TrainCat2

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Re: N scale chains
« Reply #4 on: December 31, 2012, 12:35:28 PM »
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Expect an 3D etched 88LPI stainless chain 1Q 2013. Here is how it will look.


Links are .018in high by .0088in long and .005in thick.
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Bob Knight

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Philip H

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Re: N scale chains
« Reply #5 on: December 31, 2012, 12:40:01 PM »
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There are also a number of model ship suppliers that have chain in various kinds and finishes.
Philip H.
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laconj

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Re: N scale chains
« Reply #6 on: December 31, 2012, 06:07:56 PM »
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Check the Gold Medal Models site under 1/700 ships and look at "anchors". Each anchor comes with at least an inch of photoetched chain and there are some very small anchors. The chain is not three dimensional. Maybe it could be twisted. Also, small scale ship modelers sometimes braid fine wire (either a three or four strand braid) which is three dimensional but a lot more work.

peteski

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Re: N scale chains
« Reply #7 on: January 01, 2013, 03:11:31 AM »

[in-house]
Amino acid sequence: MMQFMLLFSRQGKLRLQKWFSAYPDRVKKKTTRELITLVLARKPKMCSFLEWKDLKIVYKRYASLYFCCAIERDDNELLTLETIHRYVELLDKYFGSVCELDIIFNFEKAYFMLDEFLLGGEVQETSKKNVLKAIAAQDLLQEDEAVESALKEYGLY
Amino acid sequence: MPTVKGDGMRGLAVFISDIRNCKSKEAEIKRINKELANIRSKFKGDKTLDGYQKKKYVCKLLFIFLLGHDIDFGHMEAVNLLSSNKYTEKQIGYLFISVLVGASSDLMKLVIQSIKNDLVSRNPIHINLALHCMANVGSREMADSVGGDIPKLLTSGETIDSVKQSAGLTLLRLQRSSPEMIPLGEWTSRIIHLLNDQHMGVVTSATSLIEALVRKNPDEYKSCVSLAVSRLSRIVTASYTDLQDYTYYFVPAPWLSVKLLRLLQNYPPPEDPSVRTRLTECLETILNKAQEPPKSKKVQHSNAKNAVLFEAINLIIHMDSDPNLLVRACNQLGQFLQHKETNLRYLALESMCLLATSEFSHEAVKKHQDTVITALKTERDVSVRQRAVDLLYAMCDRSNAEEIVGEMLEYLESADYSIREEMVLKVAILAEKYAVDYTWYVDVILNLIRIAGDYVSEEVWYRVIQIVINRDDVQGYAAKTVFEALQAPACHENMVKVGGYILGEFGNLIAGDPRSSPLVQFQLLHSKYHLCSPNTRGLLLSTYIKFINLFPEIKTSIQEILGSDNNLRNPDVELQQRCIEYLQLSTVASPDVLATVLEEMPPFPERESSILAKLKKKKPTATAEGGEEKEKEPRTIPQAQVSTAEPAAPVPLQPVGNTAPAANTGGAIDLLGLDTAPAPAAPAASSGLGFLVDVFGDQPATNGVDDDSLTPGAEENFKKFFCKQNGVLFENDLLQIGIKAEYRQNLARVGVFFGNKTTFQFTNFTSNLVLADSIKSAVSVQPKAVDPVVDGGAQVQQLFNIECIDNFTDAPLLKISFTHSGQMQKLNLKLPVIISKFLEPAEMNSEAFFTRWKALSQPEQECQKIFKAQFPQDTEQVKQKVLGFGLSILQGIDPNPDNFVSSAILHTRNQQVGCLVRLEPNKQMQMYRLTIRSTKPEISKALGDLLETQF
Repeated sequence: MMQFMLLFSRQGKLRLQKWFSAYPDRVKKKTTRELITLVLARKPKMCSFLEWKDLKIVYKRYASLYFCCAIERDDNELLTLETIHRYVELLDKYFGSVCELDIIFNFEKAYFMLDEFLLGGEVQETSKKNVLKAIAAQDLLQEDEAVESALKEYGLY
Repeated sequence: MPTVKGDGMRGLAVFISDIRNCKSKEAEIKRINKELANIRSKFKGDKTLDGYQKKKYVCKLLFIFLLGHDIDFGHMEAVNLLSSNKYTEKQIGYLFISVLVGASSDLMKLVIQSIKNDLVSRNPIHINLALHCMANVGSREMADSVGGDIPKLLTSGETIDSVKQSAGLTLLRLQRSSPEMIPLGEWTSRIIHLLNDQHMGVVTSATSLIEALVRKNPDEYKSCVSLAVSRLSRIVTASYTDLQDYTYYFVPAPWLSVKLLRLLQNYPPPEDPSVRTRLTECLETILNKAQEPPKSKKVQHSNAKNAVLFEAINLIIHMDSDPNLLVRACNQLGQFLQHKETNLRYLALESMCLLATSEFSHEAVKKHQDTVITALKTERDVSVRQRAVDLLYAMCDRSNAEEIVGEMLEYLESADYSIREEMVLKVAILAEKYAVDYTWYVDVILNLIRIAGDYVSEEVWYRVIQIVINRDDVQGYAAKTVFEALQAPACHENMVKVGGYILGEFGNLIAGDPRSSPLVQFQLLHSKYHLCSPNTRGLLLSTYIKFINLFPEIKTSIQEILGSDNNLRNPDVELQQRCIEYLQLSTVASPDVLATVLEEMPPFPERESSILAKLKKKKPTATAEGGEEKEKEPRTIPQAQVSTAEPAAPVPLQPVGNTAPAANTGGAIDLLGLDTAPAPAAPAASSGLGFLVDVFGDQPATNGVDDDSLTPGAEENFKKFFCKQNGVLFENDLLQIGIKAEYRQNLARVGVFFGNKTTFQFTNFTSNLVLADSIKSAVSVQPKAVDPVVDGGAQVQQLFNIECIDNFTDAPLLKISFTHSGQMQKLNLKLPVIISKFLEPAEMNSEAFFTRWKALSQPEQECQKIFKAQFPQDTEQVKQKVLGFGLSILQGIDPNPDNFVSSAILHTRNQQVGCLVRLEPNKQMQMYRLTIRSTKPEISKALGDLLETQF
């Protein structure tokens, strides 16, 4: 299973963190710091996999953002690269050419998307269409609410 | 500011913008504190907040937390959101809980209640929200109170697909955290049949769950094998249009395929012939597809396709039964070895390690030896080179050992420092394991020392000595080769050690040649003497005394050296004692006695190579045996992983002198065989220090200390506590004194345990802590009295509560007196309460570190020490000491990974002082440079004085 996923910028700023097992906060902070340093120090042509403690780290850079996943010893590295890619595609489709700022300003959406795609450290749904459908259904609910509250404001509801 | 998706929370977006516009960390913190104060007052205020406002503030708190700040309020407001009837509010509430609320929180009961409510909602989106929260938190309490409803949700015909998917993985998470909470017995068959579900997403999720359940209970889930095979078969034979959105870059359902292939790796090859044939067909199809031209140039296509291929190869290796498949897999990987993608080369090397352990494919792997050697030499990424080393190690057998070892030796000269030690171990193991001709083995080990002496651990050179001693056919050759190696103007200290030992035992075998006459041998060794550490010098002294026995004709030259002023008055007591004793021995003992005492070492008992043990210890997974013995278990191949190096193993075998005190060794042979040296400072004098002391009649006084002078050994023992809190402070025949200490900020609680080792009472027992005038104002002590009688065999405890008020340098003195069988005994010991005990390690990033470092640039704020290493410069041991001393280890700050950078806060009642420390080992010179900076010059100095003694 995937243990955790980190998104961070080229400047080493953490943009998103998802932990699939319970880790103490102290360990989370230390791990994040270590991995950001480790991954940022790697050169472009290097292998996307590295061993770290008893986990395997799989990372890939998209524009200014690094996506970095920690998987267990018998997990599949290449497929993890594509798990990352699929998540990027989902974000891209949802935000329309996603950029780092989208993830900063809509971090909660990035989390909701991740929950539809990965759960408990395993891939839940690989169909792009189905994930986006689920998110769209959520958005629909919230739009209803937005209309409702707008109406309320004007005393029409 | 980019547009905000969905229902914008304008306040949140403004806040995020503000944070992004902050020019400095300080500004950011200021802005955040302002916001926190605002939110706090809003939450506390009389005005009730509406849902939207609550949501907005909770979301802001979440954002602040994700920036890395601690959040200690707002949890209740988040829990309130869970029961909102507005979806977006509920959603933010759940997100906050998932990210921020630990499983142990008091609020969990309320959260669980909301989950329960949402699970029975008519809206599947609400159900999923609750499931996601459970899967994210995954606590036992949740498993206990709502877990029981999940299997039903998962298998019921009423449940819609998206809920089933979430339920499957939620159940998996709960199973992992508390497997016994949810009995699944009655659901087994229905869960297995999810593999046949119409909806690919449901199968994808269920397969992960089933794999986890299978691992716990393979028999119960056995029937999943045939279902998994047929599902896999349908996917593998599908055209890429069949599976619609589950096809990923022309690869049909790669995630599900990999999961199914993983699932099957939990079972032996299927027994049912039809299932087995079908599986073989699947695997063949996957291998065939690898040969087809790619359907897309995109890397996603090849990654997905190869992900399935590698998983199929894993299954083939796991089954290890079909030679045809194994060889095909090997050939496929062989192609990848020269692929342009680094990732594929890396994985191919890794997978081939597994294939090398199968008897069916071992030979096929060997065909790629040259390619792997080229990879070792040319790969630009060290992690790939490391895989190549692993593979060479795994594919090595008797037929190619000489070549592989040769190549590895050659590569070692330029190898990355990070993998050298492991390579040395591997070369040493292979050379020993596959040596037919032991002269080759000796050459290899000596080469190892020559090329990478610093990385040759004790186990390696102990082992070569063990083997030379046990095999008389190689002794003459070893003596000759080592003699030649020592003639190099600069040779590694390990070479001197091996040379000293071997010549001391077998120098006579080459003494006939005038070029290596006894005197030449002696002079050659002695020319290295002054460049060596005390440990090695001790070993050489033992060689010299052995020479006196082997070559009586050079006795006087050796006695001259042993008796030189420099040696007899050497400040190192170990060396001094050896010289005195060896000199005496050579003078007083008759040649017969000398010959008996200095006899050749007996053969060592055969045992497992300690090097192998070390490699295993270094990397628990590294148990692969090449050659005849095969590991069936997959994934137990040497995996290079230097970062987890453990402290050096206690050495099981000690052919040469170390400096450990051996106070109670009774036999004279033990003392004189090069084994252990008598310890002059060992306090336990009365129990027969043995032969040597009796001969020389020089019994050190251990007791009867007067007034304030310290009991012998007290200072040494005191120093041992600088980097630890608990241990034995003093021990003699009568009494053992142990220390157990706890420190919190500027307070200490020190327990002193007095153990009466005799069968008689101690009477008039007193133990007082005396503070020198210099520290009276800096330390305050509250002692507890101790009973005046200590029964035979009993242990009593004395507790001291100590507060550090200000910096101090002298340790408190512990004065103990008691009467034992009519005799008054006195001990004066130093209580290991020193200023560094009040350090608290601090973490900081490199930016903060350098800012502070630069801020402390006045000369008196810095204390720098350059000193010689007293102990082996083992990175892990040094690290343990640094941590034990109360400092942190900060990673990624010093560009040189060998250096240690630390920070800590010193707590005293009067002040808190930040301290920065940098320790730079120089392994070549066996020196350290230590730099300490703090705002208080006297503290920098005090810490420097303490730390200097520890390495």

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Expect an 3D etched 88LPI stainless chain 1Q 2013. Here is how it will look.


Links are .018in high by .0088in long and .005in thick.

That's a great news Bob!  That should be a great looking chain!

I was wondering why the other photoetched chain you were selling (the one in my photo) wasn't really made to look like a 3D chain.  It was flat and looked more like flat loops connected together.
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BCR751

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Re: N scale chains
« Reply #8 on: January 01, 2013, 11:47:20 AM »
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Am I correct in assuming that the photo etched chain can not be "formed" due to it being flat and stiff?  In other words, is it only usable in applications where the chain would be straight?  Just curious.

Doug

peteski

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Re: N scale chains
« Reply #9 on: January 01, 2013, 07:30:53 PM »
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Am I correct in assuming that the photo etched chain can not be "formed" due to it being flat and stiff?  In other words, is it only usable in applications where the chain would be straight?  Just curious.

Doug

Photoetched items can be bent (Most photoetched kits require extensive bending and other forms of forming).  The chain can be formed into any shape you want. But it is stiff so it will not droop on its own.
--- Peteski de Snarkski